This Insight provides a short overview of issues Congress may consider in its oversight of the Federal Emergency Management Agency's (FEMA's) federal assistance during the 2017 hurricane season (e.g., Harvey, Irma, and Maria) and other disasters (e.g., fires in California). For the current status of response efforts, see official government sources and news media. For additional support, please contact CRS experts.

Stafford Act Declarations and Response

Under the Robert T. Stafford Disaster Relief and Emergency Assistance Act (the Stafford Act), the President may declare an emergency or major disaster to authorize federal assistance, if the capacities of state and tribal governments are overwhelmed. As authorized by numerous sections of the Stafford Act (e.g., §302) and the Homeland Security Act of 2002 (e.g., §504), FEMA is responsible for coordinating the federal disaster response, as guided by the National Response Framework and subcomponent policies. Many deployable federal assets have been used in responding to the 2017 disasters. Other federal agencies are frequently incorporated by, and compensated for, their federal response through Mission Assignments. Congress may evaluate whether the federal response to the 2017 disasters has been effectively led by FEMA and supported by other federal agencies. Congress can use after-action reports, like those after Hurricane Sandy, to inform oversight and reforms.

Federal Financial Assistance

FEMA has multiple disaster assistance programs, including:

These FEMA grant programs all have state cost-share requirements. PA cost-shares can be adjusted by the Administration, but IA and HMGP cost-shares are set in law. Congress has adjusted cost-shares for specific states and disasters, such as after the 2005 Gulf Coast hurricanes. Recent major disaster declarations have had various cost-share adjustments for PA. Congress may consider legislation to revise these programs, such as H.R. 4460, which was ordered reported from the House Transportation and Infrastructure Committee.

FEMA also administers non-grant financial assistance:

Key provisions of the NFIP were reauthorized through December 8, 2017 (P.L. 115-56, Division D, §130). OMB has requested revisions to the NFIP. Reform ideas may be considered by Congress before these authorities expire.


FEMA's Disaster Relief Fund (DRF) is the primary funding source for immediate FEMA response and relief in the wake of disasters. As Hurricane Harvey approached on August 25, 2017, the DRF had approximately $3.5 billion on hand. On August 28, FEMA implemented an "immediate needs funding restriction," limiting obligations from the DRF for some longer-term recovery and mitigation projects to preserve DRF balances for response needs. P.L. 115-56 provided $7.4 billion in supplemental appropriations for the DRF, and the continuing resolution in the act provided additional resources, so the funding restriction was lifted on October 2. $18.67 billion more was appropriated in P.L. 115-72, although a $4.9 billion transfer to the Disaster Assistance Direct Loan Program account (which funds CDLs) and a $10 million transfer to the DHS Office of Inspector General reduced the effective appropriation to $13.76 billion. The Administration submitted a third supplemental appropriations request on November 17, 2017, for $44 billion, including $23.5 billion for the DRF.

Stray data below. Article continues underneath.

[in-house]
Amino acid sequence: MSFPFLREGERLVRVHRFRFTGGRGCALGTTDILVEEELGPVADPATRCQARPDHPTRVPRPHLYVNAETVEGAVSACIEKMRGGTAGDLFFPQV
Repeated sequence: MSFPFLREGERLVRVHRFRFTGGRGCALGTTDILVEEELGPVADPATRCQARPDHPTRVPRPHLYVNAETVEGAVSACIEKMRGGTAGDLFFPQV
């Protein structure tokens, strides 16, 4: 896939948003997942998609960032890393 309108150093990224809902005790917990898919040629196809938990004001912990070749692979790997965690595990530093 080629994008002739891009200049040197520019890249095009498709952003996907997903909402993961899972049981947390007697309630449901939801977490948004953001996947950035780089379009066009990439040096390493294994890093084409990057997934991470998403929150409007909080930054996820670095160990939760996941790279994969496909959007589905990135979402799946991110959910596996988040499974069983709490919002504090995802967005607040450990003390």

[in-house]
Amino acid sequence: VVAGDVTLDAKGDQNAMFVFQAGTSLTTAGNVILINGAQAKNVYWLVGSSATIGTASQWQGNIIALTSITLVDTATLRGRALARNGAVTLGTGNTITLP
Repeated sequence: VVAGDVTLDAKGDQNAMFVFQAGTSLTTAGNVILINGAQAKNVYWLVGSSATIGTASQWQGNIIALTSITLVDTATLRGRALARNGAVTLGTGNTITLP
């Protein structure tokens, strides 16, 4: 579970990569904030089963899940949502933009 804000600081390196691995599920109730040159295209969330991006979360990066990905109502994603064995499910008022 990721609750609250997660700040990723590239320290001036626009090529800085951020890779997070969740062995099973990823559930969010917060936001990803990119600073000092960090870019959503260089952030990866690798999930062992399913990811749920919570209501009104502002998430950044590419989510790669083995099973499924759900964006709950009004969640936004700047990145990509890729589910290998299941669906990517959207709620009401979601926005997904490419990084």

The NFIP was not designed to retain funding to cover claims for extreme events; instead, the law allows it to borrow money from the Treasury for such events. FEMA borrowed $5.285 billion from the Treasury to meet initial claims from Hurricane Harvey, and thus reached the borrowing limit of $30.425 billion. As the Administration requested, P.L. 115-72 cancelled $16 billion of NFIP debt, reducing it to $14.425 billion. FEMA borrowed another $6.1 billion on November 9, bringing the debt to $20.525 billion. The NFIP currently has $9.9 billion of remaining borrowing authority.